3 GO train stops, 3 different takes on the federal election

In the final days of the federal election, CBC Radio’s Metro Morning boarded a GO train to find out what matters to voters in GTA swing ridings that could decide who forms Canada’s next government.

Host Matt Galloway rode the Lakeshore West line from Burlington through Oakville and Mississauga, before ending in downtown Toronto at Union Station. The route passes through six of 17 GTA swing ridings identified by CBC News.

Undecided voters, commuters and even Mississauga Mayor Bonnie Crombie and Toronto mayor John Tory joined the ride, talking about the issues that matter to them this election.

Here are three of those voters, with three different takes on what matters most this election.

Jen Olchowy, Burlington voter

Once a former Conservative Party of Canada staffer, Jen Olchowy says she’s now an undecided voter.

“It’s been disappointing to see the mud slinging and the negativity of this campaign,” Olchowy said. “I don’t know whether to vote for a local candidate, for a leader of the party or go strategy.”

She says issues of character, particularly among leaders, is her top priority this election.

“If I can find a leader who can bring the country together, then they’ll get my vote. They need to act prime ministerial.”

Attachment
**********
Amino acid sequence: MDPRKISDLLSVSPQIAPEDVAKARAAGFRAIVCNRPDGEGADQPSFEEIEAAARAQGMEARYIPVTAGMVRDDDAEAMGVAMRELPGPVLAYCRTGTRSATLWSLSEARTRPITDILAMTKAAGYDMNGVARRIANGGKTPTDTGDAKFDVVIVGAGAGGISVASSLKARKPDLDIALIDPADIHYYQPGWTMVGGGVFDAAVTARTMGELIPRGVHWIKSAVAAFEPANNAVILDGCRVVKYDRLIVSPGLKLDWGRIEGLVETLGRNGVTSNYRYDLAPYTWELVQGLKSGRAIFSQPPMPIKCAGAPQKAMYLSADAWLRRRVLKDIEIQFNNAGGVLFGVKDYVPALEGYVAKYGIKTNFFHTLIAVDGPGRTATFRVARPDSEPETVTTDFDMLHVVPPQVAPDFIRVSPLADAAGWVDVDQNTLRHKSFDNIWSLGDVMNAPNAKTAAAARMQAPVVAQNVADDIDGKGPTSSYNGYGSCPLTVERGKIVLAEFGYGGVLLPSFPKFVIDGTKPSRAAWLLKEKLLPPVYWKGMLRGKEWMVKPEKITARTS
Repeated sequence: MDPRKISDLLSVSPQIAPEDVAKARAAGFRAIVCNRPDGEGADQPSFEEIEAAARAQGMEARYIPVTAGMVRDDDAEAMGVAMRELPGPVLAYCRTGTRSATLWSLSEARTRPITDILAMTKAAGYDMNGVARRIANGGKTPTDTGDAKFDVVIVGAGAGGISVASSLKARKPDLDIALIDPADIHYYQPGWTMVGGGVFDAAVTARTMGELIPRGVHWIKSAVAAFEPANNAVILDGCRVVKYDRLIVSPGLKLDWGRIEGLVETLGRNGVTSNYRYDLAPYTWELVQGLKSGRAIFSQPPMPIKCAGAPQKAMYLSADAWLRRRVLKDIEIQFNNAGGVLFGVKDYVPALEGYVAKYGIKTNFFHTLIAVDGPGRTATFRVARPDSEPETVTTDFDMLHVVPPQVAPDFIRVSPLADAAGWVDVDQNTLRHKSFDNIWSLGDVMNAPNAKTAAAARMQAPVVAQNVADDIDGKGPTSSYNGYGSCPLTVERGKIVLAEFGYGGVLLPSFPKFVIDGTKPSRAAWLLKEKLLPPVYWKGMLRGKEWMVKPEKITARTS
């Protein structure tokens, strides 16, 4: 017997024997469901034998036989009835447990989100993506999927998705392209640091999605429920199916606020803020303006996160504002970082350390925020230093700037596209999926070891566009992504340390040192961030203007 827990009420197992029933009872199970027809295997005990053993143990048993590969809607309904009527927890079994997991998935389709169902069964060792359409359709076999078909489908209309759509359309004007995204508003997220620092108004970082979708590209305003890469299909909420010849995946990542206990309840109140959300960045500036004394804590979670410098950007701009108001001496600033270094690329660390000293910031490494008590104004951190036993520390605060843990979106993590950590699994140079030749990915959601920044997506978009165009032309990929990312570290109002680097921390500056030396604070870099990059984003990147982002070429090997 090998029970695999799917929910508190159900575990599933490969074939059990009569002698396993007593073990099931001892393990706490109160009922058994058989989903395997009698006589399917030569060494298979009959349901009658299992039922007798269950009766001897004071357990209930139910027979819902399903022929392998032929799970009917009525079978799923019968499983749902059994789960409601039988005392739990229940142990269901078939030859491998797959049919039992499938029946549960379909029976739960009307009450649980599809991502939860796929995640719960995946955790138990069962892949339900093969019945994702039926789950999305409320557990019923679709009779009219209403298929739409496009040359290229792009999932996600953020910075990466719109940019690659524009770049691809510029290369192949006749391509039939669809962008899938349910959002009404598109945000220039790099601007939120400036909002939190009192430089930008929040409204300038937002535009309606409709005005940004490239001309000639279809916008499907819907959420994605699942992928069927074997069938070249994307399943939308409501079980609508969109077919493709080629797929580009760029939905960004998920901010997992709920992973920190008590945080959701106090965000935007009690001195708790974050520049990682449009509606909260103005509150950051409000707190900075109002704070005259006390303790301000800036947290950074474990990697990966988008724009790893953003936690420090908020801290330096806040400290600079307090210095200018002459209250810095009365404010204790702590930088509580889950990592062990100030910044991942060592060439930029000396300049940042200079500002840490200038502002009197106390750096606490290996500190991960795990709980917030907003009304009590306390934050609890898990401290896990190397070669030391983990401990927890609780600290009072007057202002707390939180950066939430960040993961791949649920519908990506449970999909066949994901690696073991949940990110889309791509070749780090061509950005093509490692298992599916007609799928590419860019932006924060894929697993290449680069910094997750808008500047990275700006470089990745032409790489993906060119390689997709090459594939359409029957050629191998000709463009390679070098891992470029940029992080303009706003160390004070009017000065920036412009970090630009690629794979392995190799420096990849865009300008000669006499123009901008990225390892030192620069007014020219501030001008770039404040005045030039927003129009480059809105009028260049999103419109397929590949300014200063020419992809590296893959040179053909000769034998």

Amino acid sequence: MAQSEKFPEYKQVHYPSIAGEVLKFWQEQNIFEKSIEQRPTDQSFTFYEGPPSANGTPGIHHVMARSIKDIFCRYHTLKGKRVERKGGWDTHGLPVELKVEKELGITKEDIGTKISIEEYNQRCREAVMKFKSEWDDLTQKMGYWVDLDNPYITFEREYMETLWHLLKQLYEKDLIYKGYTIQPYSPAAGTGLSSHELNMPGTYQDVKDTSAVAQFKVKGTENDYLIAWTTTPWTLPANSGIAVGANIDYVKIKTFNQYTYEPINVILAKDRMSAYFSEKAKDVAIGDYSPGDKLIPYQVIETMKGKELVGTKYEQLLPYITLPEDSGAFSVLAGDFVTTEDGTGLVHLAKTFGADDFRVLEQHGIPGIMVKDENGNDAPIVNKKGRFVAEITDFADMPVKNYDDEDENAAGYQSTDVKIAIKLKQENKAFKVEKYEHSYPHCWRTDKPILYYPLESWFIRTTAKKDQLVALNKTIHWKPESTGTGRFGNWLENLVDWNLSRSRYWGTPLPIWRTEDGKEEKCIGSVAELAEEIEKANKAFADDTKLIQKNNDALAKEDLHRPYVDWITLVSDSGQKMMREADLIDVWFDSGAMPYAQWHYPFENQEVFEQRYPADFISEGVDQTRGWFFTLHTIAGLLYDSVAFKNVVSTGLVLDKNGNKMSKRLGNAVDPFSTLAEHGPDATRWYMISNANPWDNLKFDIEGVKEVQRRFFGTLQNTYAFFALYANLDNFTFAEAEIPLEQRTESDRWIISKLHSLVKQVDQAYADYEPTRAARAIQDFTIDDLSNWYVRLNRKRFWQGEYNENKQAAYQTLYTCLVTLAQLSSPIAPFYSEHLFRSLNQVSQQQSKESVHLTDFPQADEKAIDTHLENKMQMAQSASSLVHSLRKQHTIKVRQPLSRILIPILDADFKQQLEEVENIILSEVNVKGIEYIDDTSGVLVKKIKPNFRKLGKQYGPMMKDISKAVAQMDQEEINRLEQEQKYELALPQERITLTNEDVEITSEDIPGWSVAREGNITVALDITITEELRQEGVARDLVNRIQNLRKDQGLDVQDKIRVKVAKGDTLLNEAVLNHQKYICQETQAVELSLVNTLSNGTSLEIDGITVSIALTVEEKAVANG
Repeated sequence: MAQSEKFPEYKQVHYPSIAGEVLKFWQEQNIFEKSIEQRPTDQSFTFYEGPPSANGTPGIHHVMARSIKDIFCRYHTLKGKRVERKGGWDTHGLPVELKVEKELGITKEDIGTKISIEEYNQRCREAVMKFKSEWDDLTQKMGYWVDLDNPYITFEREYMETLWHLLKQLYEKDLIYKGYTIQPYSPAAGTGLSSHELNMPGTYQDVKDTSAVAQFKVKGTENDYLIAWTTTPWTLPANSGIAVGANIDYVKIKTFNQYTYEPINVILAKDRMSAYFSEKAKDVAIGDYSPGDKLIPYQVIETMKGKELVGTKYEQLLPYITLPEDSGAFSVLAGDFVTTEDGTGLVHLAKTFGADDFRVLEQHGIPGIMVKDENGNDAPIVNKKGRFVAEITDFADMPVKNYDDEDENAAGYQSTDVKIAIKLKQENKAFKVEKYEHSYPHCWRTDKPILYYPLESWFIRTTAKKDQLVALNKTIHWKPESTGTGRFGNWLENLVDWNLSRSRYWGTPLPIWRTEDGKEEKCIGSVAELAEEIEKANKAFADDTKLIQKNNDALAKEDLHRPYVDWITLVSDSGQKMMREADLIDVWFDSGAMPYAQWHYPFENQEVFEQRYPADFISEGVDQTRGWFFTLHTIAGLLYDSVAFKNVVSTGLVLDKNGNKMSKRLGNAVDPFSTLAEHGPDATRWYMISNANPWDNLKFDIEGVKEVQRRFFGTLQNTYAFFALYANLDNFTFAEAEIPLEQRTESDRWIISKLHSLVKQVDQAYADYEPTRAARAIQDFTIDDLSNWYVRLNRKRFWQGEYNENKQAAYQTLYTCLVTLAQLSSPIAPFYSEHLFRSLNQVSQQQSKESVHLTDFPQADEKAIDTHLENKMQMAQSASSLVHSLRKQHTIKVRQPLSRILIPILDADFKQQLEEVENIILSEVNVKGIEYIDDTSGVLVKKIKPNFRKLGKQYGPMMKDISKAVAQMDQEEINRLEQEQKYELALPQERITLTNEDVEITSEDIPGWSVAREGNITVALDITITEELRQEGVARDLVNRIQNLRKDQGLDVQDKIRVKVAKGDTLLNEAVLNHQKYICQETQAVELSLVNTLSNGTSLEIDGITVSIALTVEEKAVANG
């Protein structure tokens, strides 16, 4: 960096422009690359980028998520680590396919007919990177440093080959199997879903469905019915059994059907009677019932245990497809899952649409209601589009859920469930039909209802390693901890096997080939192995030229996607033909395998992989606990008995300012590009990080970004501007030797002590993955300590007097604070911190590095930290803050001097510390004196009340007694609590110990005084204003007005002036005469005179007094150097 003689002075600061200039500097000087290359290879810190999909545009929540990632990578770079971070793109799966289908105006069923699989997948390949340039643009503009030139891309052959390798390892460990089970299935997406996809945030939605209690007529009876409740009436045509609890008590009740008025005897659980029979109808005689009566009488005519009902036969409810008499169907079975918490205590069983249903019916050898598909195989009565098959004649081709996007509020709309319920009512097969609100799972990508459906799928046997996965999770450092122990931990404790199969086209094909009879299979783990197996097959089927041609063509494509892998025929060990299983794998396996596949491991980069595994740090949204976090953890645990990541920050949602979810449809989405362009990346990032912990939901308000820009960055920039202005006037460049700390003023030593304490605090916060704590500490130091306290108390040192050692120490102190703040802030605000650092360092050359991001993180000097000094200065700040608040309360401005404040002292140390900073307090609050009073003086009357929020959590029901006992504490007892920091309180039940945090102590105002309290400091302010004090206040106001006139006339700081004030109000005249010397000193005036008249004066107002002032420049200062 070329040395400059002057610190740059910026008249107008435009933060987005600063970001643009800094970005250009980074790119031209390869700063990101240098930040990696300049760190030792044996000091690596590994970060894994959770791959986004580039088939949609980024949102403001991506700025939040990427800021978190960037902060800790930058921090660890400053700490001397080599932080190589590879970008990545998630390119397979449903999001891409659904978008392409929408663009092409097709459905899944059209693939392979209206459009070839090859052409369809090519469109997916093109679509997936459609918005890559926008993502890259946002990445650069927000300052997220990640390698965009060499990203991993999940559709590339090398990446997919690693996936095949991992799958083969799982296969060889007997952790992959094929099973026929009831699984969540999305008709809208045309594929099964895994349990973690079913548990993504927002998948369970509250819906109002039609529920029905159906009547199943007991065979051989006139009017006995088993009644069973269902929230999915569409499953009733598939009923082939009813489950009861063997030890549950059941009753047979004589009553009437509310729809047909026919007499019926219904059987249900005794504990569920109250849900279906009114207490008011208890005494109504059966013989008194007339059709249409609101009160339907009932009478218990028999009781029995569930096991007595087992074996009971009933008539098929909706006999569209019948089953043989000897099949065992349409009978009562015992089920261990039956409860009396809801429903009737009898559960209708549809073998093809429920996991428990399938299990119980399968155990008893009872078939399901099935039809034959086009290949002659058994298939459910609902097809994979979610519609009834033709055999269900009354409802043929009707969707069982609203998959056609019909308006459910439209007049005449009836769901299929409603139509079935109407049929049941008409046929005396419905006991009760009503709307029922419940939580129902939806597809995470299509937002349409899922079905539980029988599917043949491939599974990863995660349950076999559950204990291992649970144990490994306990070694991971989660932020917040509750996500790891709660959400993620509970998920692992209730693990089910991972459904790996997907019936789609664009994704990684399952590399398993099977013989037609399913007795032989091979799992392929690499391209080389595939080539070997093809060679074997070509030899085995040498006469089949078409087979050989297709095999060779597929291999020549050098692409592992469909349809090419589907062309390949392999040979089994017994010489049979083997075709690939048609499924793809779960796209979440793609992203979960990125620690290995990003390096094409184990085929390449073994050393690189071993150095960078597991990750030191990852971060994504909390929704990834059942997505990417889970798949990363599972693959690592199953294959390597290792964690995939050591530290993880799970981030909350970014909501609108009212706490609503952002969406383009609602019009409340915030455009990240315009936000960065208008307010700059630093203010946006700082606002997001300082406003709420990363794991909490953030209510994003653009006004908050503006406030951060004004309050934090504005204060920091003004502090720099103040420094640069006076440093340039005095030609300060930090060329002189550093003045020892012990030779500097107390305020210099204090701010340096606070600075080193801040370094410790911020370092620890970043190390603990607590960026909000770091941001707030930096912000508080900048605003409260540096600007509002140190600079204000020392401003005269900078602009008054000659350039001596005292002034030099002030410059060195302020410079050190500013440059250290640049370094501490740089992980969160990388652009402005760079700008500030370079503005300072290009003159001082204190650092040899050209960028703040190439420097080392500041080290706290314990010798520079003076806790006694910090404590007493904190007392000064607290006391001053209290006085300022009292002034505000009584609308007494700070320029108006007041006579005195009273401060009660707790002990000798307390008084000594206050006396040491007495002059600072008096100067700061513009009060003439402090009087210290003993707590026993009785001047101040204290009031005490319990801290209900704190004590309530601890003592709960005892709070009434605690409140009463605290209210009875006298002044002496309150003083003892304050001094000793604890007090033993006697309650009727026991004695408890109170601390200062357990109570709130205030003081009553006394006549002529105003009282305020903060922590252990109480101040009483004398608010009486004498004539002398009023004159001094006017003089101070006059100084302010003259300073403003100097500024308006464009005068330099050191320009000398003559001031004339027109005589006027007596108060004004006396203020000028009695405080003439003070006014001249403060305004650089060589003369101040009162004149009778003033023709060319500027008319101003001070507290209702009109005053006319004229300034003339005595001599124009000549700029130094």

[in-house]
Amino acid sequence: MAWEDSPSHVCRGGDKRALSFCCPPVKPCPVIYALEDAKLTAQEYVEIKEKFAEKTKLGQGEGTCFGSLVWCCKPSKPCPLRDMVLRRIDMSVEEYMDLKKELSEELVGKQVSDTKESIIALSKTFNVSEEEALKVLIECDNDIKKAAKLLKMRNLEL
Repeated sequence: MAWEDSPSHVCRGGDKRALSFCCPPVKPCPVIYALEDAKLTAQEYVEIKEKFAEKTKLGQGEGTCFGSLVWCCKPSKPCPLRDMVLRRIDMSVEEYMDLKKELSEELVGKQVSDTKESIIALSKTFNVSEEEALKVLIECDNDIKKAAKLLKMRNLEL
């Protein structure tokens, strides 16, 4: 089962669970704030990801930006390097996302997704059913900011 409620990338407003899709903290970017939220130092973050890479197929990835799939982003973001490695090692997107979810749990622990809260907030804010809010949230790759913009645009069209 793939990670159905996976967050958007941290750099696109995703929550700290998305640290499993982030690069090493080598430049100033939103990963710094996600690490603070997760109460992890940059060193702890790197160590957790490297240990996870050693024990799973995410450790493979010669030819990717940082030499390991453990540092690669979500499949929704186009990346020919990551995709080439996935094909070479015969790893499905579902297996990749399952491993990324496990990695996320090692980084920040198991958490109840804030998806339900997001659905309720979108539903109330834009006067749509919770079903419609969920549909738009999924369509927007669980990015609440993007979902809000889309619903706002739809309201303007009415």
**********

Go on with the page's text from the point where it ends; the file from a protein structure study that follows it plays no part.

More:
Olchowy says in the final days of the campaign she’s leaning toward Jagmeet Singh and the NDP.

Druv Sareen, Mississauga voter

Druv Sareen says health care is among his top concerns this election, especially with changes coming to that portfolio provincially.

He also said the opioid crisis hasn’t gotten the attention it deserves this election.

“I think that few parties are dealing with the opioid crisis, and that’s something that needs to be dealt with rapidly,” he said.

Svetlana Franz, first time voter

Svetlana Franz immigrated to Canada over a decade ago, but this will be her first time voting in a federal election. It’s an issue that many newcomers face; only half of recent immigrants who are eligible to vote actually exercise that right and choose to cast a ballot, according to Statistics Canada.

Franz says she wasn’t used to democracy as an immigrant from Kazakhstan, where the same president held office from when the country gained independence in 1990 up until earlier this year.

“When I left Kazakhstan I wasn’t accustomed to voting,” said Franz.

But that changed this year when Franz, in her work with other newcomers through the Halton Multicultural Council, was asked to host a seminar to teach recent immigrants about the electoral system here in Canada.

“I believe it’s extremely important to participate, especially this year,” Franz said. “People need to realize how important it is to express their opinions and participate in voting.”

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